The Cherokee always teach their young to listen. We hear not the crash of cymbals or the noise that rides the airwaves — but the sweet song of the meadow, the even rhythmic sounds of nature. It is here where the dikanowadidohi angel sings.
— A Cherokee Feast of Days, Vol. 1 by Joyce Sequichie Hifler
While we are in between Chapter Eight and Chapter Nine, it so happens, we are also between the worlds of Samhain-tide (and Beltane, for my friends in the lands “down under”).
It also happens that I am between worlds in another way. This week I am in the process of combining and moving this blog and my website to a new, fresh, user-friendly location for you.
So while we all journey in the lands between, I have decided to pause from The Artist’s Way. Please do continue working with your morning pages, your Artist’s Dates, and catching up on the rich lessons of our recent exercises.
But for this week, I invite you to gather round the hearth fires, and with me, honor this most deep and magical season. Let us journey together during this little time out of time into the realms of memory and magic, including some of the lore that I posted on my website four or five years ago. That was long before my “little bit of magic every day” was also being archived here on Blogger...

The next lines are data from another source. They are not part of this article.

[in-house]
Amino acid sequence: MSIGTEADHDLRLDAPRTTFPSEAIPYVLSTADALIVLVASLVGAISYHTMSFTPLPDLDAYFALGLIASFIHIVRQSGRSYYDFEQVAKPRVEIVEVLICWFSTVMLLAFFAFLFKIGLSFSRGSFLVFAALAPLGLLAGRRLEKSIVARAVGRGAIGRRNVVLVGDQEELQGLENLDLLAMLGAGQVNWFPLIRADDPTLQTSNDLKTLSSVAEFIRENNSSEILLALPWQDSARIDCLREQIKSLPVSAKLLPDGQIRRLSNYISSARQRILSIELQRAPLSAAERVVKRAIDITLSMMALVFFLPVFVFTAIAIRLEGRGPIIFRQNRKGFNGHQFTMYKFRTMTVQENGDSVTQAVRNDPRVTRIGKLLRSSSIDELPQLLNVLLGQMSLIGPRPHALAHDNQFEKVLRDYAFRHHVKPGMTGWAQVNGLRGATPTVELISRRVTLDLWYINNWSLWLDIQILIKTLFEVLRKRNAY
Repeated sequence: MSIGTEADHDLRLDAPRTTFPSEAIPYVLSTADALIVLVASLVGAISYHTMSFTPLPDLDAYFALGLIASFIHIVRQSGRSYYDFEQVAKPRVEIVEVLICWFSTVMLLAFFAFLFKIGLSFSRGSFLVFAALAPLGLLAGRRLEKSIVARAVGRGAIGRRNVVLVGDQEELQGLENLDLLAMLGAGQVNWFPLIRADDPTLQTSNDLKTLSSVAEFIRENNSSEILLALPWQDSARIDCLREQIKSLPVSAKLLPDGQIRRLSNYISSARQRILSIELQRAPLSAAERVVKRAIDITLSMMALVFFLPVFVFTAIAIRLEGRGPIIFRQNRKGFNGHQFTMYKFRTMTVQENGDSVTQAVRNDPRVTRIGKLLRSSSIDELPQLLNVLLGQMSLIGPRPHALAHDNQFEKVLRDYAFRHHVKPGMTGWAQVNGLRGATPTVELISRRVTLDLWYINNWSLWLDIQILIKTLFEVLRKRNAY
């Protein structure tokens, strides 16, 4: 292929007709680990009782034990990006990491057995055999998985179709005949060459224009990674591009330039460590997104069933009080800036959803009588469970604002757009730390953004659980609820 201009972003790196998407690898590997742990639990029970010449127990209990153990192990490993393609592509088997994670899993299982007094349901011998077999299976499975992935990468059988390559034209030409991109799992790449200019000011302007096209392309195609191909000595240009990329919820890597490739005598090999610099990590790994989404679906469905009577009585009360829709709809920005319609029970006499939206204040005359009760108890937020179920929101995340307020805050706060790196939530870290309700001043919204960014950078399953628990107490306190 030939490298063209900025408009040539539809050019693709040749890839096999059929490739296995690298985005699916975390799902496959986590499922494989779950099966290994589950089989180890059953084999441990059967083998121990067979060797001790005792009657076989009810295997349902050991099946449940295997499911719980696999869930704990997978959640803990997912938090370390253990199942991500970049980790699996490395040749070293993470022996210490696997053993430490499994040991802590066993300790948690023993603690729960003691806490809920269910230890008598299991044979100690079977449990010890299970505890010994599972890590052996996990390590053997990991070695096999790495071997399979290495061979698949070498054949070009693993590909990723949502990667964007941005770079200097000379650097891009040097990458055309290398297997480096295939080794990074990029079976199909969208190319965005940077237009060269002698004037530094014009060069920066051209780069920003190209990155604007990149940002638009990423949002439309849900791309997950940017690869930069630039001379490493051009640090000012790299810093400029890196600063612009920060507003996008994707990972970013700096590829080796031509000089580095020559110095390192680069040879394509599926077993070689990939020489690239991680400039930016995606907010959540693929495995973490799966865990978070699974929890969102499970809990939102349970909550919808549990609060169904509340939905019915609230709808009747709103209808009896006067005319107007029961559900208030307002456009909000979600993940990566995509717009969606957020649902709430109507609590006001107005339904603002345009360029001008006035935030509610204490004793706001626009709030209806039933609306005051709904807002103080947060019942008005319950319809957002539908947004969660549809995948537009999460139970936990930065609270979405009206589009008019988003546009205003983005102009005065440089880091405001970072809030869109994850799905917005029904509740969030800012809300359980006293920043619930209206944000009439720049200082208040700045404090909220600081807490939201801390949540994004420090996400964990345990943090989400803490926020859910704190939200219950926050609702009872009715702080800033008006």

According to a post some years ago by the Keetoowah Society of the Cherokee nation, today would have been the Cementation and Propitiation Festival. That’s because this is the tenth day after the October New Moon. The Cementation and Propitiation Festival is a friendship ceremony. This ceremony symbolizes the unity between people, as well as between the Creator and mankind.
Traditionally, two fully clothed and armed men would stand facing each other in the large public gathering. Piece by piece, they would remove and exchange their clothes and weapons until each was fully clothed in the others’ attire. They were then considered blood brothers and were expected to fully support one another for life.
This also symbolized for the people the relationship between the Creator Beings and humans. Author Thomas E. Mails writes, “By blessing the people so abundantly with crops and in other ways .. nothing stood between themselves and the Cherokee. They too had exchanged garments – prayer and faith for produce and protection — and they too were inseparable brothers.”
Afterward, the Cementation Ceremony was a purification ritual by immersing in running water seven times. This would remove any barriers or hindrances humans might have placed between themselves and the Divine Ones.